There’s a movement afoot among writers whose work has appeared at Thought Catalog, the tween slambook of the grown-up internet. These writers are trying to have their work pulled from Thought Catalog not because the site is a disgrace but rather because ape-faced racist Gavin McInness wrote a piece justifying transphobia there.
Now, I have no problem with people trying to get their work removed from Thought Catalog. Lord knows, if there was anything on that website under my byline, I’d be working like to hell to get it pulled, transphobia or no. You don’t want to associate with McInness, I get that. But I think that we should all consider: this is the perfect example of why we shouldn’t censor and don’t need to. Go ahead and Google around or plop the link to his piece into Twitter. The large majority of the reactions he’s gotten have been some combination of anger or ridicule. His argument hasn’t gotten any traction. On the contrary: it’s gotten a lot of people talking about transphobia and how mainstream it can still be. His piece has been undone by the reaction to it. That’s the way it’s supposed to work. If we were to forbid him from expressing his opinions, we wouldn’t know how dopey he and they are.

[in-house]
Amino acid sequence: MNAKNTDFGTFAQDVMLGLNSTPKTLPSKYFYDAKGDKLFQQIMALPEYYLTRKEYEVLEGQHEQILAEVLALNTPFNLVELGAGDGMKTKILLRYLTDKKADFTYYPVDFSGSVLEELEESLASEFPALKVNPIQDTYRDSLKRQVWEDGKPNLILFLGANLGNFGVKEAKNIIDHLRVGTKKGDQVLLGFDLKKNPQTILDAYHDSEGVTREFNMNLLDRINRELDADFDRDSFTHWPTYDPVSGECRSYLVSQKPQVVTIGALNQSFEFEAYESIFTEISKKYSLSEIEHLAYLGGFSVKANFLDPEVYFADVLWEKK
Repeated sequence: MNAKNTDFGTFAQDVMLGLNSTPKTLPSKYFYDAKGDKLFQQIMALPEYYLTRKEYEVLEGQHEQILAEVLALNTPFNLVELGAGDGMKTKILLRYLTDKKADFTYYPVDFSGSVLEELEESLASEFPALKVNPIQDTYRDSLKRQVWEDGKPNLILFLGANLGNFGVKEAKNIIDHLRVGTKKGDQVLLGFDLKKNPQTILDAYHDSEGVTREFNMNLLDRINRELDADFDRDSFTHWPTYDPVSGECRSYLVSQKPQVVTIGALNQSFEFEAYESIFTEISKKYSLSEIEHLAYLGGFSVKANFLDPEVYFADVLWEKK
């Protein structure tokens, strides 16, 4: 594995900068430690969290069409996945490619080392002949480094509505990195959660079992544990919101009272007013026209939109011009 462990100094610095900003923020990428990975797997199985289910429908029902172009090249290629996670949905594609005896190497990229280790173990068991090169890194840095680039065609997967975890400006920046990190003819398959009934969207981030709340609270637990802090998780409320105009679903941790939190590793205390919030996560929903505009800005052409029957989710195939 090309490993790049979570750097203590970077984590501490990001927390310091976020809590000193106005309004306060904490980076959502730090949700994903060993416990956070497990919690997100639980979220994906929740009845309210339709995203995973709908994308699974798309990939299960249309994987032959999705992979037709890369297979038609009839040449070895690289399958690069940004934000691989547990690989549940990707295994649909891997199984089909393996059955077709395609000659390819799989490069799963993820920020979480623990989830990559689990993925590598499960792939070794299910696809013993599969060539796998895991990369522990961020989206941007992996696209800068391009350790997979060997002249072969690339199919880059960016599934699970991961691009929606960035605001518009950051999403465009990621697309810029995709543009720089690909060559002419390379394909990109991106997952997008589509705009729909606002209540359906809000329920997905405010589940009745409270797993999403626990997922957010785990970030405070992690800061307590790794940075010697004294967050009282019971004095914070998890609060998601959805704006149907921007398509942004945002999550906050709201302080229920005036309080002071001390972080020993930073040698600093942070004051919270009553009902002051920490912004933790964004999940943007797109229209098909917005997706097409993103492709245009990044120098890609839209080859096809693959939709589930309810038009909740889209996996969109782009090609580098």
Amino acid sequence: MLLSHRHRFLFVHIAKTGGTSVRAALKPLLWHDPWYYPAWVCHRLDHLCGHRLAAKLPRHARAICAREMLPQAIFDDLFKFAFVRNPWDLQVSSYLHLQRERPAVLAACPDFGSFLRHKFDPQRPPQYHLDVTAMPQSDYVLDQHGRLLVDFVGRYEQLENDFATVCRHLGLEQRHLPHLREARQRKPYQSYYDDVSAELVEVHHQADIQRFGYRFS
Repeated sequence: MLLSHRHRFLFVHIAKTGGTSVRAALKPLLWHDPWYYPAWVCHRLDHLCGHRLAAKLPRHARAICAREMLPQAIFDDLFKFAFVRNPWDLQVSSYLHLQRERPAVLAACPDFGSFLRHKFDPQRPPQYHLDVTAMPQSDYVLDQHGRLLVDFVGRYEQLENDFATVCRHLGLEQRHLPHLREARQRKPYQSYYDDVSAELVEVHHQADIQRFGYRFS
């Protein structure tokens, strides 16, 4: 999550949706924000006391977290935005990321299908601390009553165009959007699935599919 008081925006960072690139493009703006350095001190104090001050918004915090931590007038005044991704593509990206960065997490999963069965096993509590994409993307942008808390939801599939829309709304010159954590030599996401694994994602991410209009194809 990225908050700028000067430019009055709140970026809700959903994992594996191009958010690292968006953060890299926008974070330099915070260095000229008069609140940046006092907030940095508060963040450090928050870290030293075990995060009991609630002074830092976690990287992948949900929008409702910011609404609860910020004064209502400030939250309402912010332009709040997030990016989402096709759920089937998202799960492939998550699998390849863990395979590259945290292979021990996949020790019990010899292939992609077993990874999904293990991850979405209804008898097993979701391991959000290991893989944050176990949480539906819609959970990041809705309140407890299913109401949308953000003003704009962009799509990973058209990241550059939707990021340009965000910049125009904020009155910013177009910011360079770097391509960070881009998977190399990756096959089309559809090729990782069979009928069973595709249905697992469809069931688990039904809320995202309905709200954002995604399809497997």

Now Thought Catalog has pulled a pretty phony move, plastering a big disclaimer on front of their article. (After counting those sweet troll bait clicks, natch.) You can supposedly click through but I’m not able to load the actual piece that way, and had to consult a cached version. That strikes me as a weenie move; you published it, you got the attention, now leave it up for people to laugh at. And again, it’s unnecessary. I mean, this Tweet demolishes McIness in a way that’s far more effective and far more cutting than deleting his piece ever could: